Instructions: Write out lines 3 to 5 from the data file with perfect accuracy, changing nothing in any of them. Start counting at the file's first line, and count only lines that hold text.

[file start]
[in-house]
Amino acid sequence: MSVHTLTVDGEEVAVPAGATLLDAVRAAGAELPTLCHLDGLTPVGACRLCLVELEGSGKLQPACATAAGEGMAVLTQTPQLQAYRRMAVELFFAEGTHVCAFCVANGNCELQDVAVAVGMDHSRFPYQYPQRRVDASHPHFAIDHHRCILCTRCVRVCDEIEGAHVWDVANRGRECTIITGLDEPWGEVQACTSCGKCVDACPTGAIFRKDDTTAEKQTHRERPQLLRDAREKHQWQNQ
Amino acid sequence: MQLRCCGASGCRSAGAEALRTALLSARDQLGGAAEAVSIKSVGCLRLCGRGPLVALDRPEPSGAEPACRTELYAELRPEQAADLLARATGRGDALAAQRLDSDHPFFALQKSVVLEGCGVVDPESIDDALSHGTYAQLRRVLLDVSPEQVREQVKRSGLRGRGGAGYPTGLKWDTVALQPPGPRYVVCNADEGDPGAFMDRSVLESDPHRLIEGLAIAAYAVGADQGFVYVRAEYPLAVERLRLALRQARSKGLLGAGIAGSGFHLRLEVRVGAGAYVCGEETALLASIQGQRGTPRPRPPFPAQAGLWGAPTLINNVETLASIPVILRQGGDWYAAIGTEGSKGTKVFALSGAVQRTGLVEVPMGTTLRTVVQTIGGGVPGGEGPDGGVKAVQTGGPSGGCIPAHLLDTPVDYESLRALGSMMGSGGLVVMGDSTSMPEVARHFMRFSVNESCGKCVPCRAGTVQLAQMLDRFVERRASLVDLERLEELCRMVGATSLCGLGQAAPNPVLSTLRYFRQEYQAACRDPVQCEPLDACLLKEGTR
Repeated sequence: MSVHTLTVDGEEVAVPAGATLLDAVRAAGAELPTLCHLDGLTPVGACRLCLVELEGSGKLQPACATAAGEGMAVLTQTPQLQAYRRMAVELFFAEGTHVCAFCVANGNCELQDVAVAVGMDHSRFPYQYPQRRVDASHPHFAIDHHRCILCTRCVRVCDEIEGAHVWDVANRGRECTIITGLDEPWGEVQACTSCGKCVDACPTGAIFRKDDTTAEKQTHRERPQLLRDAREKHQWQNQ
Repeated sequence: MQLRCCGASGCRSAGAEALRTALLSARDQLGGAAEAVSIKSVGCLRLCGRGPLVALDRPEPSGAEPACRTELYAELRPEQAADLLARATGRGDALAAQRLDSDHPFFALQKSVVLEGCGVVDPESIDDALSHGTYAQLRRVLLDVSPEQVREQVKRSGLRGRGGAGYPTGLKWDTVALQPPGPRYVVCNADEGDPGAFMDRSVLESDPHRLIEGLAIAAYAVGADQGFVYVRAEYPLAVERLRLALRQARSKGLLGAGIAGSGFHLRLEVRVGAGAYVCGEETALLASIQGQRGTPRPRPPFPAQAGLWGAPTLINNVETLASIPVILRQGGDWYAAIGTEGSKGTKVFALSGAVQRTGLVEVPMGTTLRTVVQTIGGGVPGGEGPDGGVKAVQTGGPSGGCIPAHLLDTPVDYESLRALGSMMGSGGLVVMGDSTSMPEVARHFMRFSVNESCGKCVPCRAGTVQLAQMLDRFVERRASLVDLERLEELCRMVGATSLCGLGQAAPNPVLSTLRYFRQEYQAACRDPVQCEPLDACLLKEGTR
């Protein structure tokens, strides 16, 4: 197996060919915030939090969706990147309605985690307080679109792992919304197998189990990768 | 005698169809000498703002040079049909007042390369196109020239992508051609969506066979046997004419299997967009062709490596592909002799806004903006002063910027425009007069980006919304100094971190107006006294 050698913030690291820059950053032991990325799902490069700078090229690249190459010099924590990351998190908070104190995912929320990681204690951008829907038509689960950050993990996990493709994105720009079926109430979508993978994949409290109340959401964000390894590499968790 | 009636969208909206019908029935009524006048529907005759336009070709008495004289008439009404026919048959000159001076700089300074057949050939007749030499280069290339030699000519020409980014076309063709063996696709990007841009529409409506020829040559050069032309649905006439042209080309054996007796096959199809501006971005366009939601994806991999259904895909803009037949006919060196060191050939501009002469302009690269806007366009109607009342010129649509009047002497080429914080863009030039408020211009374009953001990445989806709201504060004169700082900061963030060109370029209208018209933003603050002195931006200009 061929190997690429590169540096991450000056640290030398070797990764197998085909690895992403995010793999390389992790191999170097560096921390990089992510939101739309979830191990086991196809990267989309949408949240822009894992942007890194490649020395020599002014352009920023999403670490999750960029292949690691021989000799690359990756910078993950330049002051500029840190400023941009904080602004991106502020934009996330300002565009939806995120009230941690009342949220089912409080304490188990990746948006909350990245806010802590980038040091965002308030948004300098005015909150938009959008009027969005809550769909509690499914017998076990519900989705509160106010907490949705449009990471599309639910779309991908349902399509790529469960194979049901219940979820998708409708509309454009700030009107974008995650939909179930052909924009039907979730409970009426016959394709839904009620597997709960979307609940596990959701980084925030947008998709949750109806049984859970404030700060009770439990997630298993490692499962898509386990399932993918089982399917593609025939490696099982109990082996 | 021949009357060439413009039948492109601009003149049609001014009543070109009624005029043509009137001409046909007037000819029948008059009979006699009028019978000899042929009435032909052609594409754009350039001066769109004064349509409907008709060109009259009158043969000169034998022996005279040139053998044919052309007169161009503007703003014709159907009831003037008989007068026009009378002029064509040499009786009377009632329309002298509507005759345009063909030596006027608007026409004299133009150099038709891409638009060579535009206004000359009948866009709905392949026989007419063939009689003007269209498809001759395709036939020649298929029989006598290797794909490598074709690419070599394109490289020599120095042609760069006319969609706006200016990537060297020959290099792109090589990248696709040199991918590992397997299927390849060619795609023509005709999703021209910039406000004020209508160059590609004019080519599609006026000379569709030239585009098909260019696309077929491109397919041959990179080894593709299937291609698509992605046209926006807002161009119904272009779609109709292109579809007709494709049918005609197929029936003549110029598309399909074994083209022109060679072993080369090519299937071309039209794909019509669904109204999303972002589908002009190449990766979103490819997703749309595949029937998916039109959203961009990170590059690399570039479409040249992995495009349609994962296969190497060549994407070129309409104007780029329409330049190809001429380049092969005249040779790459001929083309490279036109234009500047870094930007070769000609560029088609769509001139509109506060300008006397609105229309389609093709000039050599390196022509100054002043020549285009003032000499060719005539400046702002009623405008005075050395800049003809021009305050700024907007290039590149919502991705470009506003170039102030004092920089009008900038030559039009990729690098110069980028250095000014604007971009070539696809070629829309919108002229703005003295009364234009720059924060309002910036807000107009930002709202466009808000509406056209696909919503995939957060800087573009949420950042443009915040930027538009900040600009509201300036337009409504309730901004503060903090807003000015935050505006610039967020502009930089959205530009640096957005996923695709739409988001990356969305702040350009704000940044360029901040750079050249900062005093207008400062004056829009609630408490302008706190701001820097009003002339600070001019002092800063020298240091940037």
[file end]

Amino acid sequence: MQLRCCGASGCRSAGAEALRTALLSARDQLGGAAEAVSIKSVGCLRLCGRGPLVALDRPEPSGAEPACRTELYAELRPEQAADLLARATGRGDALAAQRLDSDHPFFALQKSVVLEGCGVVDPESIDDALSHGTYAQLRRVLLDVSPEQVREQVKRSGLRGRGGAGYPTGLKWDTVALQPPGPRYVVCNADEGDPGAFMDRSVLESDPHRLIEGLAIAAYAVGADQGFVYVRAEYPLAVERLRLALRQARSKGLLGAGIAGSGFHLRLEVRVGAGAYVCGEETALLASIQGQRGTPRPRPPFPAQAGLWGAPTLINNVETLASIPVILRQGGDWYAAIGTEGSKGTKVFALSGAVQRTGLVEVPMGTTLRTVVQTIGGGVPGGEGPDGGVKAVQTGGPSGGCIPAHLLDTPVDYESLRALGSMMGSGGLVVMGDSTSMPEVARHFMRFSVNESCGKCVPCRAGTVQLAQMLDRFVERRASLVDLERLEELCRMVGATSLCGLGQAAPNPVLSTLRYFRQEYQAACRDPVQCEPLDACLLKEGTR
Repeated sequence: MSVHTLTVDGEEVAVPAGATLLDAVRAAGAELPTLCHLDGLTPVGACRLCLVELEGSGKLQPACATAAGEGMAVLTQTPQLQAYRRMAVELFFAEGTHVCAFCVANGNCELQDVAVAVGMDHSRFPYQYPQRRVDASHPHFAIDHHRCILCTRCVRVCDEIEGAHVWDVANRGRECTIITGLDEPWGEVQACTSCGKCVDACPTGAIFRKDDTTAEKQTHRERPQLLRDAREKHQWQNQ
Repeated sequence: MQLRCCGASGCRSAGAEALRTALLSARDQLGGAAEAVSIKSVGCLRLCGRGPLVALDRPEPSGAEPACRTELYAELRPEQAADLLARATGRGDALAAQRLDSDHPFFALQKSVVLEGCGVVDPESIDDALSHGTYAQLRRVLLDVSPEQVREQVKRSGLRGRGGAGYPTGLKWDTVALQPPGPRYVVCNADEGDPGAFMDRSVLESDPHRLIEGLAIAAYAVGADQGFVYVRAEYPLAVERLRLALRQARSKGLLGAGIAGSGFHLRLEVRVGAGAYVCGEETALLASIQGQRGTPRPRPPFPAQAGLWGAPTLINNVETLASIPVILRQGGDWYAAIGTEGSKGTKVFALSGAVQRTGLVEVPMGTTLRTVVQTIGGGVPGGEGPDGGVKAVQTGGPSGGCIPAHLLDTPVDYESLRALGSMMGSGGLVVMGDSTSMPEVARHFMRFSVNESCGKCVPCRAGTVQLAQMLDRFVERRASLVDLERLEELCRMVGATSLCGLGQAAPNPVLSTLRYFRQEYQAACRDPVQCEPLDACLLKEGTR